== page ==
Structured finance is a term that has a broad set of details describing the financial sector created to aid risk transfer using complex legal entities and corporations. This risk transfer to apply for securitization of various financial assets (eg mortgages, credit card receivables, car loans, etc.) helps open up new sources of financing to consumers. However, that arguably led to a degradation in underwriting standards for these financial assets, which helped to create the mid-2000s credit bubble and the 2007-2009 credit crash and financial crisis.
Securitization is a method used by structured financial participants to create a pool of assets that are used in the creation of final product financial instruments.
Tranching is a system used to create different investment classes for securities created in the world of structured finance, which is why it is an important concept in structured finance. Tranching allows cash flows from the underlying asset to be transferred to different groups of investors.
Credit enhancement is key in creating security with a higher rating than the issuing company. Issuance of subordinate bonds is the average for creating credit increases. Subordinate bonds are allocated losses from collateral before losses are allocated to Senior Bonds, thus giving senior bonds an increase in credit. Also, many agreements, usually deals that involve riskier guarantees such as subprime and Alt-A, use overcollateralization and subordination.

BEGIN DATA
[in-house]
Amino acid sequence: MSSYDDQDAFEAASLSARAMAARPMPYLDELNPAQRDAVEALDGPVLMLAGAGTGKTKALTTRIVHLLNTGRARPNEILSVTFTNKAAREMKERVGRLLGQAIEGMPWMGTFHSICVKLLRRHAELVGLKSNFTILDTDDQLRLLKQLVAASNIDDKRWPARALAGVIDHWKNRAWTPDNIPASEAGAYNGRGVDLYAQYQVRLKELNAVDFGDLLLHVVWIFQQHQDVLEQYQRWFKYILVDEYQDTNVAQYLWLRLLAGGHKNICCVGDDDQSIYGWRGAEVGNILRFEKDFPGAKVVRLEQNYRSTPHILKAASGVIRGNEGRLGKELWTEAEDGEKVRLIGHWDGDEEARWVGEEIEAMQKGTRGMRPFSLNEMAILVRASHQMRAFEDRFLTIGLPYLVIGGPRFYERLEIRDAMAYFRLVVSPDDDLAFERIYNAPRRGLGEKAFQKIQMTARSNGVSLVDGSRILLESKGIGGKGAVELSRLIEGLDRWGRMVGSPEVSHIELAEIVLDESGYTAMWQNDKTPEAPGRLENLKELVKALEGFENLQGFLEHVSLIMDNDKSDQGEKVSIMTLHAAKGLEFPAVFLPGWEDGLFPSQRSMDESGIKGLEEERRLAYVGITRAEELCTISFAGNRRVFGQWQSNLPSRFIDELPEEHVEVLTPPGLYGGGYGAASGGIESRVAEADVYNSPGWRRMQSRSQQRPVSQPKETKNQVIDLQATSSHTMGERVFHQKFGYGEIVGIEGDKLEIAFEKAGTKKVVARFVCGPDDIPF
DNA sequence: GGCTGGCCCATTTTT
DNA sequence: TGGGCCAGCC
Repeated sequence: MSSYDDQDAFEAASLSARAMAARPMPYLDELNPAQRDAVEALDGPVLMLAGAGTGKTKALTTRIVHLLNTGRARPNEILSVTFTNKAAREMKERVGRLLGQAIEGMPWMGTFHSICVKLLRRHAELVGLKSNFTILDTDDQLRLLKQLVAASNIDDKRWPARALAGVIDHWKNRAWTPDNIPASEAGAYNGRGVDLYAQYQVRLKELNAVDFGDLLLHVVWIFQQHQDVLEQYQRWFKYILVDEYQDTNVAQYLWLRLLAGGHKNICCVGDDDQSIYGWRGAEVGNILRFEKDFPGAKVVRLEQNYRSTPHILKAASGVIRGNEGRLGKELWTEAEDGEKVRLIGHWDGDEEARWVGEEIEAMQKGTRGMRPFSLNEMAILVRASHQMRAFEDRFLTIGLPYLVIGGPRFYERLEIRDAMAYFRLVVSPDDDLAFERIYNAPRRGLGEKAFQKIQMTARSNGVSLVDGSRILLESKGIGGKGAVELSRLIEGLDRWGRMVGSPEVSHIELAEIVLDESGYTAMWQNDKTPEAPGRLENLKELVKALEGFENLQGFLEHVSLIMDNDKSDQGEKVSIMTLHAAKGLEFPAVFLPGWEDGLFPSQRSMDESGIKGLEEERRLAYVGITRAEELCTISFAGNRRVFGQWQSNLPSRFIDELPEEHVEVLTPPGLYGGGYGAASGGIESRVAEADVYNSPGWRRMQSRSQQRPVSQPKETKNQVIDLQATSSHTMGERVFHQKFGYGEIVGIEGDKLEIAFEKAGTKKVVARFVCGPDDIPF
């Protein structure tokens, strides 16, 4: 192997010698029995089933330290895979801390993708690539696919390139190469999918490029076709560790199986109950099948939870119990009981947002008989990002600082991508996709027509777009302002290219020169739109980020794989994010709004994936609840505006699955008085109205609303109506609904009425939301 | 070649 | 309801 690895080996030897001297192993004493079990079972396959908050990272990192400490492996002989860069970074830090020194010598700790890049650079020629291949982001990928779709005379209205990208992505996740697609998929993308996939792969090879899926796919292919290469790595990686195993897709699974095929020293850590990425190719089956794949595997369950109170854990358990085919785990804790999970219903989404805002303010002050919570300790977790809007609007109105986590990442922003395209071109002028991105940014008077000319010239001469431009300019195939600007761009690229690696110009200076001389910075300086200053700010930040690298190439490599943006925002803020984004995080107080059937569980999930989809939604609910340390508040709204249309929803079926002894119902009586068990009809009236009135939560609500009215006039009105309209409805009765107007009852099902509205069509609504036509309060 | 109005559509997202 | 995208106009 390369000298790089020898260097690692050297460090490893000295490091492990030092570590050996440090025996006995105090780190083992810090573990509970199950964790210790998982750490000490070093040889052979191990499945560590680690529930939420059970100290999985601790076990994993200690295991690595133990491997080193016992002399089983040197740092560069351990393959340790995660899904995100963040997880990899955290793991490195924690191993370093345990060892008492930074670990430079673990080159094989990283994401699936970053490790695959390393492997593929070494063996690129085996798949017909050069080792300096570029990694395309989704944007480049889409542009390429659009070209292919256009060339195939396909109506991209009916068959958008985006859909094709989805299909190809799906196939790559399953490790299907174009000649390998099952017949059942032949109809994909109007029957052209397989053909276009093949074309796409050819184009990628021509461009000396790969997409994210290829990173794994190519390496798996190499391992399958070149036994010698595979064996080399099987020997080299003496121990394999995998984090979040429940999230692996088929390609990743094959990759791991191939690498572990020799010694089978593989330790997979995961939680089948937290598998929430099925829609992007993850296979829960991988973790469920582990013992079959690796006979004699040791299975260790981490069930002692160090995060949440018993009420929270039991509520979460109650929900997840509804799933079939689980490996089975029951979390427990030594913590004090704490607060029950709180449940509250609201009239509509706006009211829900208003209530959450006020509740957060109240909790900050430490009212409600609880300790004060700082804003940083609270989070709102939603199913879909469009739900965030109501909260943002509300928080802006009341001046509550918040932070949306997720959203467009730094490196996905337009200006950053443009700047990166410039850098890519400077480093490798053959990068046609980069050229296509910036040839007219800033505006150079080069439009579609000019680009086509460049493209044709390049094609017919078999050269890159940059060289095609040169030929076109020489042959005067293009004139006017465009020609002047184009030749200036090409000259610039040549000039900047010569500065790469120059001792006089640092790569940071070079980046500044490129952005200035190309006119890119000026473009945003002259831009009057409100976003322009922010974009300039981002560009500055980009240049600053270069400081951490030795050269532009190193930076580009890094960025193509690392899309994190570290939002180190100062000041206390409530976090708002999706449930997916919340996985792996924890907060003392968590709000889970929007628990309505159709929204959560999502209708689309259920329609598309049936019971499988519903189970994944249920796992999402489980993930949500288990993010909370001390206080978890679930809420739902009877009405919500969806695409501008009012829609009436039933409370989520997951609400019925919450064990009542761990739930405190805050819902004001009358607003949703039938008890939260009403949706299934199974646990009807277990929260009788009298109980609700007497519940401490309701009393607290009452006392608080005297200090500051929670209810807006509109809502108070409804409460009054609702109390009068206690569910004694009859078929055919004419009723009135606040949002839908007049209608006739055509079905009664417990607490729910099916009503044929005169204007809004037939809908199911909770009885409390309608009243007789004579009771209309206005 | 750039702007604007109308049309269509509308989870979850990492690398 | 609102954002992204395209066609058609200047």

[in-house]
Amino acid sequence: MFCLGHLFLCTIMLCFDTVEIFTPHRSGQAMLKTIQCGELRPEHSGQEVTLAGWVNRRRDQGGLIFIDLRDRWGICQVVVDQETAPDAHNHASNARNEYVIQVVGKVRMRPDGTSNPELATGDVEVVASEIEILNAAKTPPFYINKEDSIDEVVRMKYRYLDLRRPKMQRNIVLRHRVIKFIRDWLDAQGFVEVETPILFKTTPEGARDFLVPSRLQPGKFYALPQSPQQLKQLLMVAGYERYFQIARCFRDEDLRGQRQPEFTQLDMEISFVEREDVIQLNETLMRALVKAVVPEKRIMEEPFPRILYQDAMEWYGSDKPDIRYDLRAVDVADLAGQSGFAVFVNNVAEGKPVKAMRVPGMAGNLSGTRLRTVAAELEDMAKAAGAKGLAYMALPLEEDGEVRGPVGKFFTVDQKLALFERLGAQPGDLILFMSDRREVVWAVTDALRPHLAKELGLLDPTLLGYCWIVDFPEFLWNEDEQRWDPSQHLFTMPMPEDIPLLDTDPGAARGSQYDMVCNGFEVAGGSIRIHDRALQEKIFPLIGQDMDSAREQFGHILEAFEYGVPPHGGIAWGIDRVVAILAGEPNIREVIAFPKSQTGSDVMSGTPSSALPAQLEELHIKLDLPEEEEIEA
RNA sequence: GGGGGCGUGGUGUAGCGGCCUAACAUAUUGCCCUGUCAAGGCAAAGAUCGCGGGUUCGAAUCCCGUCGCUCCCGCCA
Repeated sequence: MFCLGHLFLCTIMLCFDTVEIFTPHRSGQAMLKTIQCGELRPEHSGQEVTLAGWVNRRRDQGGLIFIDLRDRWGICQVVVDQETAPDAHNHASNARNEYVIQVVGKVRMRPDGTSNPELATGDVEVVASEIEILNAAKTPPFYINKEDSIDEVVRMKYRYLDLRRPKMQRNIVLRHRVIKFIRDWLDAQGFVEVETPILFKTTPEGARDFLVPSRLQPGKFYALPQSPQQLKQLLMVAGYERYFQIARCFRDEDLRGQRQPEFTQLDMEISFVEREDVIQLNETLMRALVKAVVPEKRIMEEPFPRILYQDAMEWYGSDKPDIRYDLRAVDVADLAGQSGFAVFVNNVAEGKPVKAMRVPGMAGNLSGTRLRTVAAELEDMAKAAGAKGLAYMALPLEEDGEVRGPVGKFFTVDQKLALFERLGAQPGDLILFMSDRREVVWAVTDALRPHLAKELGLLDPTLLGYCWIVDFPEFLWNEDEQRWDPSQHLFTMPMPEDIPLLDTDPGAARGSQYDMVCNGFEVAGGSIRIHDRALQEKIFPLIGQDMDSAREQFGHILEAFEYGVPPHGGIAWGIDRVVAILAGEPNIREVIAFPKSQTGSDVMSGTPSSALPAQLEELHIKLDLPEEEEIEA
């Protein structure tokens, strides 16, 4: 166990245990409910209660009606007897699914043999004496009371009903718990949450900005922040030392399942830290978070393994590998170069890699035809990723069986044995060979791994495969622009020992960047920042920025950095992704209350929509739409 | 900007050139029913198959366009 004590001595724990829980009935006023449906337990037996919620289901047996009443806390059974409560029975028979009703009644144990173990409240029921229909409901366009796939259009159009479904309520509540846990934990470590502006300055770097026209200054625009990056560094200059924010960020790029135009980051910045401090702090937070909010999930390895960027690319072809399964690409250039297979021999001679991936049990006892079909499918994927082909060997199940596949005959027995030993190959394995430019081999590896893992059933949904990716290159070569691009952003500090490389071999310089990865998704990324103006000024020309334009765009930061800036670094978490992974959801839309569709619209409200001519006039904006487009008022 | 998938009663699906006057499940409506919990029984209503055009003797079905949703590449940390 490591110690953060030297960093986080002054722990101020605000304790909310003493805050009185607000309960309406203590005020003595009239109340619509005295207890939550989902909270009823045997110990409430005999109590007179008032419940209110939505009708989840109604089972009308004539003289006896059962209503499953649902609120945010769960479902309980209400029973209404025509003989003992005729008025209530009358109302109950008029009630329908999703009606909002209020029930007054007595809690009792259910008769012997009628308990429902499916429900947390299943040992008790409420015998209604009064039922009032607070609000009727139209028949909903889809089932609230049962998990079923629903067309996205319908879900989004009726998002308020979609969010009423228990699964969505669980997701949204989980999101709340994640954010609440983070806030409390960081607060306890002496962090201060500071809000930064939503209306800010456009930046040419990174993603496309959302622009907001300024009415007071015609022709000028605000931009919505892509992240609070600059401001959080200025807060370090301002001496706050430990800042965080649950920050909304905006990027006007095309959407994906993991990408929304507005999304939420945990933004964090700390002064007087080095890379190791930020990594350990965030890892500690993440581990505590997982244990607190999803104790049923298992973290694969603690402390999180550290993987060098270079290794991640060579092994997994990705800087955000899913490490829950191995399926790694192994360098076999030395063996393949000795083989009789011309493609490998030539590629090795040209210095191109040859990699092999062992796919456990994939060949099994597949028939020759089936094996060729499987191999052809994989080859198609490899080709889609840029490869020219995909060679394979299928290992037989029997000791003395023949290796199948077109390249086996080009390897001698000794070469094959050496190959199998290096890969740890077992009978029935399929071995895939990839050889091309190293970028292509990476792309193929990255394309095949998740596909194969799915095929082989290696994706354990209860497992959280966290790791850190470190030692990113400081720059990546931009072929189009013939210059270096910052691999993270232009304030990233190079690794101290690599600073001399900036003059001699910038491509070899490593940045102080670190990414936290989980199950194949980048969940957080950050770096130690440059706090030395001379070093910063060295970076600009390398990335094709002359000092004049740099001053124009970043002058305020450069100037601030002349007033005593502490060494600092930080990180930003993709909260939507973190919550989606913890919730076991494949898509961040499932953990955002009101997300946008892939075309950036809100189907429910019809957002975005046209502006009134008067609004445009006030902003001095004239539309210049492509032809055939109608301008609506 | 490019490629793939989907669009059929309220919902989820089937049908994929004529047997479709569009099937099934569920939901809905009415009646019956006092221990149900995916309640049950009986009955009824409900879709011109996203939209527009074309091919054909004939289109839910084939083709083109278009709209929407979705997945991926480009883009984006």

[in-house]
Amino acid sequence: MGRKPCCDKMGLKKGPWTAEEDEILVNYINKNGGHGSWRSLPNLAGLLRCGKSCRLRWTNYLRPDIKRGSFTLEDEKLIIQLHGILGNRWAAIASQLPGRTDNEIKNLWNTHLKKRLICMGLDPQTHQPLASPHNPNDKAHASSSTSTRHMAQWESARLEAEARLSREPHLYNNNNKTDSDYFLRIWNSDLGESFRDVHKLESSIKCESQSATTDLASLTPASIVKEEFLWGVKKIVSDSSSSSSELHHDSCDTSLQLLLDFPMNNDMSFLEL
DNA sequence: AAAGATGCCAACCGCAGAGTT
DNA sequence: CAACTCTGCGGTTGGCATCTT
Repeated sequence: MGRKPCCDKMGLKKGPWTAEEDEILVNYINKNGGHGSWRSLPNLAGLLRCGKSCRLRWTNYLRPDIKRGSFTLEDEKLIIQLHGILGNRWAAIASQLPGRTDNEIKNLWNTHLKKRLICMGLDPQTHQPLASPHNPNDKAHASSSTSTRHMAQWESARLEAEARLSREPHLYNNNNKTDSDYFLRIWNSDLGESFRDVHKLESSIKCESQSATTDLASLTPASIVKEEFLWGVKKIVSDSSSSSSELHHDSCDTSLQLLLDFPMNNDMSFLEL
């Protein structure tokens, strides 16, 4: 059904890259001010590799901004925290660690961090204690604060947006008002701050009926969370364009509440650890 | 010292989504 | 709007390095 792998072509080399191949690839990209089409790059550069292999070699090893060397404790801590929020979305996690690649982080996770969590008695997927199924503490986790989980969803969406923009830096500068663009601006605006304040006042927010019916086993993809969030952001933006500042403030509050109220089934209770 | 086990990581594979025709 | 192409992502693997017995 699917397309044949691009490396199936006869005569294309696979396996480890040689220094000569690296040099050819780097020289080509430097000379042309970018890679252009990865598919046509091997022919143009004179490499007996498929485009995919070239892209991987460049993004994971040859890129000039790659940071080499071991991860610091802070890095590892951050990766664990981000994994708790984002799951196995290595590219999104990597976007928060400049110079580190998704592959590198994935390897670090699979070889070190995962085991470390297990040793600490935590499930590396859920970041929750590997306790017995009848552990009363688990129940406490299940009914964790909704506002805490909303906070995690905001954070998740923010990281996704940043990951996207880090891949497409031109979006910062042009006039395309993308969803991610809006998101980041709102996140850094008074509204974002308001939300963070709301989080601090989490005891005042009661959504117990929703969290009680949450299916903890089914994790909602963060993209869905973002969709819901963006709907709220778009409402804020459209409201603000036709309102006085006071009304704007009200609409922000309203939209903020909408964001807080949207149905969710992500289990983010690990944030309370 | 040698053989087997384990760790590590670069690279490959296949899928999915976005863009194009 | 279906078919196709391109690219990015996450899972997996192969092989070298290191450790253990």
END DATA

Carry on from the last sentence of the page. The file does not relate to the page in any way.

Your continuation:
- Credit rating
- Ranking plays a major role in structured finance.
- Another structure
There are many structures that involve participating in mezzanine risk, options and futures in the financing arrangement as well as stripping some interest rate strips. There is no fixed structure that is laid out unlike in Securitization which is only a branch of the whole structured transaction.
Structured financial instruments have several main types
An asset-backed security (ABS) is a type of bond or note based on a collection of assets, or ensured by the cash flow of the underlying pool of assets.
· Mortgage-backed securities (MBS) are asset-backed securities in which their cash flow is supported by the principal and interest payments on a set of mortgage loan.
· Collateralized mortgage liability (CCO) is a mortgage-backed securitization of securities.
Debt Collateral (CNO) consolidates a group of constant income assets such as high yield debt or asset-backed securities into a pool, which is then divided into various tranches.
· Corporate bonds are used to support CMO Collateralized Bond Bonds (CBO).
· Bank loans used to support CMO collateral loan obligations (CLO).
· Credit derivatives are contracts used to transfer the risk of the total return on credit assets that are below the agreed level of the Free Reprint Articles, without transfer of the underlying assets.
· Collateral Liability Fund (CFO) is a securitization of private equity and hedge fund assets. …